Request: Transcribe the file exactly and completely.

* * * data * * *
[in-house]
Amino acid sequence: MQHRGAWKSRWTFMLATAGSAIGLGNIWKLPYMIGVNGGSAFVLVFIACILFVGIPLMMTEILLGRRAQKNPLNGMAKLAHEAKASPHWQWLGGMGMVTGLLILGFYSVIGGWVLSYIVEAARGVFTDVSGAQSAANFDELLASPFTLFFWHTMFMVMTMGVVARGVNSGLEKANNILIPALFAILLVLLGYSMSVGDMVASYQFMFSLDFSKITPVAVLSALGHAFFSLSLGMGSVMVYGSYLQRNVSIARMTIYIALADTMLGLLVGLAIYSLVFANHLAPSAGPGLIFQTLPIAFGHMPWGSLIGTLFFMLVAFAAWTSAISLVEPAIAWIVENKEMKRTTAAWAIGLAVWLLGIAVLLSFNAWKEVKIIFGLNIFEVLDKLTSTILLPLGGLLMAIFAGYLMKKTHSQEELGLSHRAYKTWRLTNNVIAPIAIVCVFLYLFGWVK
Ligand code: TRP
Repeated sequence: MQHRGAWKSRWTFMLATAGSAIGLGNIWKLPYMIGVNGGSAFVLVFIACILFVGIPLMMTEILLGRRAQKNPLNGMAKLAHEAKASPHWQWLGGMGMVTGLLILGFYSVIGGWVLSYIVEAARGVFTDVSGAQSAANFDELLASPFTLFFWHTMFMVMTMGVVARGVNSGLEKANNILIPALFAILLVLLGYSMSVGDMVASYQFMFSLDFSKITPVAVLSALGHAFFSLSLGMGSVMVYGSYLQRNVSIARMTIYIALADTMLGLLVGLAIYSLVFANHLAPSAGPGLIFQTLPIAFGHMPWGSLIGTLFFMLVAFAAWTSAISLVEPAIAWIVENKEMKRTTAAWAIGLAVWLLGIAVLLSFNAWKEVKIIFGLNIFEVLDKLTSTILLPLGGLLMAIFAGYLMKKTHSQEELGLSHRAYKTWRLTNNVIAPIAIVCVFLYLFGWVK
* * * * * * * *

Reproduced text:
[in-house]
Amino acid sequence: MQHRGAWKSRWTFMLATAGSAIGLGNIWKLPYMIGVNGGSAFVLVFIACILFVGIPLMMTEILLGRRAQKNPLNGMAKLAHEAKASPHWQWLGGMGMVTGLLILGFYSVIGGWVLSYIVEAARGVFTDVSGAQSAANFDELLASPFTLFFWHTMFMVMTMGVVARGVNSGLEKANNILIPALFAILLVLLGYSMSVGDMVASYQFMFSLDFSKITPVAVLSALGHAFFSLSLGMGSVMVYGSYLQRNVSIARMTIYIALADTMLGLLVGLAIYSLVFANHLAPSAGPGLIFQTLPIAFGHMPWGSLIGTLFFMLVAFAAWTSAISLVEPAIAWIVENKEMKRTTAAWAIGLAVWLLGIAVLLSFNAWKEVKIIFGLNIFEVLDKLTSTILLPLGGLLMAIFAGYLMKKTHSQEELGLSHRAYKTWRLTNNVIAPIAIVCVFLYLFGWVK
Ligand code: TRP
Repeated sequence: MQHRGAWKSRWTFMLATAGSAIGLGNIWKLPYMIGVNGGSAFVLVFIACILFVGIPLMMTEILLGRRAQKNPLNGMAKLAHEAKASPHWQWLGGMGMVTGLLILGFYSVIGGWVLSYIVEAARGVFTDVSGAQSAANFDELLASPFTLFFWHTMFMVMTMGVVARGVNSGLEKANNILIPALFAILLVLLGYSMSVGDMVASYQFMFSLDFSKITPVAVLSALGHAFFSLSLGMGSVMVYGSYLQRNVSIARMTIYIALADTMLGLLVGLAIYSLVFANHLAPSAGPGLIFQTLPIAFGHMPWGSLIGTLFFMLVAFAAWTSAISLVEPAIAWIVENKEMKRTTAAWAIGLAVWLLGIAVLLSFNAWKEVKIIFGLNIFEVLDKLTSTILLPLGGLLMAIFAGYLMKKTHSQEELGLSHRAYKTWRLTNNVIAPIAIVCVFLYLFGWVK